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Can Convicted Felons Vote?

Posted on by Ben Hartwig in CrimeNovember 20, 2018

In today’s age, you’ll be hard-pressed to find someone who has never had a run-in with the law before, and you may even know someone who is a convicted felon. Felons have been convicted of crimes that are classified as felony sentences instead of misdemeanors. Felony crimes can include drunk driving for repeat offenders, murder, assault, theft, and even robbery. These classifications of how serious crime often just depends on the jurisdiction they occurred in and whether the person had a prior criminal record. So, the question remains, can felons vote? Read on to find out.

What Are Criminal Records?

Criminal records are a collection of all the arrests, criminal charges, court proceedings, convictions, and even the current disposition of any open cases against a person. These can include nationwide inmate records from local county jails or state prisons, federal penitentiaries, various department of corrections offices, and even juvenile detention. Some details are protected from public view, especially those concerning minors, as well as anything that the local government has determined should be held private.

Having a criminal record means you have an arrest or conviction in your searchable history, even if it is a first-time offense. However, because someone has been arrested doesn’t mean they were ever convicted. Many employers will ask about your criminal past and whether you have one and may even request a release for a formal background check. The best policy is to maintain honesty about these questions, as many won’t refuse to hire due to a criminal past, except in cases of certain crimes.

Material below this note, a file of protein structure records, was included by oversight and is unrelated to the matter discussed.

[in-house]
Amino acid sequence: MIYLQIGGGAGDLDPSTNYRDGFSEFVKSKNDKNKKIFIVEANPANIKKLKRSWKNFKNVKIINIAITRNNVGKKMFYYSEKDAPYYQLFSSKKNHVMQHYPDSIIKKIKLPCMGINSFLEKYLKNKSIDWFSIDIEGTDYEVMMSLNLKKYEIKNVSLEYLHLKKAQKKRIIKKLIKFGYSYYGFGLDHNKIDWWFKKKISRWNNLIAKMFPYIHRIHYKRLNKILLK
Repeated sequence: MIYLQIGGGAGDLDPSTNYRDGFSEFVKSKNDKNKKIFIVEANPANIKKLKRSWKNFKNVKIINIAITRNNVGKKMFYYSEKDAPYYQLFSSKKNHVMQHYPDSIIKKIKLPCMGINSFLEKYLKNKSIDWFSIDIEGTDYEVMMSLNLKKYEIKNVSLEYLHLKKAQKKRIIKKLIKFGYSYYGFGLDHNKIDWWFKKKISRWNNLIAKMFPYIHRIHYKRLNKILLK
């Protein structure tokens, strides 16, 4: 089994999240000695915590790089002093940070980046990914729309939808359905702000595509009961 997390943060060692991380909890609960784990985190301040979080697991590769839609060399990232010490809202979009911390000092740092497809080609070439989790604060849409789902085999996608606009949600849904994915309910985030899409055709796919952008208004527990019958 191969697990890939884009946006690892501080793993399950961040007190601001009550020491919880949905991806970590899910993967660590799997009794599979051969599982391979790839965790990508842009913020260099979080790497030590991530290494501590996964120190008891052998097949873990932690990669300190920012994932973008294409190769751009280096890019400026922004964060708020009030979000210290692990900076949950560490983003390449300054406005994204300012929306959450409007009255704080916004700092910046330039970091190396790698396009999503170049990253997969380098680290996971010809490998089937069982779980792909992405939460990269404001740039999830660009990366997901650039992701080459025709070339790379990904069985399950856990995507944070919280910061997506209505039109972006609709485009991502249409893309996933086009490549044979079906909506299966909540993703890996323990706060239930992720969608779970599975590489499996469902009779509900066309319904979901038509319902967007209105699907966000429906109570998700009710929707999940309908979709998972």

The Sentencing Project is a non-profit organization working for a fair and equitable justice system. They believe that criminals should be given rights and rehabilitation rather than punishment. Unfortunately, many state legislators disagree and impose the harshest sentencing on criminals in the state.

can felons vote

Basic Rights Prevented by a Criminal Record

Being a convicted felon means you’ll lose some of your basic civil rights guaranteed to Americans by the Constitution. However, voting rights can vary by state, and some of them are only imposed for a certain amount of time.

1. Voting

Voting is one right that felons lose at least as long as they are serving their prison sentence. However, after completion of their sentence, the felon may typically resume voting in elections, such as individuals with West Virginia inmate records, New York, Oklahoma, and other states. Voter registration offices may use someone’s contact information to check to see if they have a criminal record before allowing them to register. Each person must sign in on election day, and they cannot vote if they haven’t registered.

Felony disenfranchisement laws were enacted to remove the voting rights of anyone who commits a felony. However, groups like The Sentencing Project believe that people who have committed a non-violent felony should not lose their right to vote. This group works with election officials to enact laws that further their cause.

2. Traveling abroad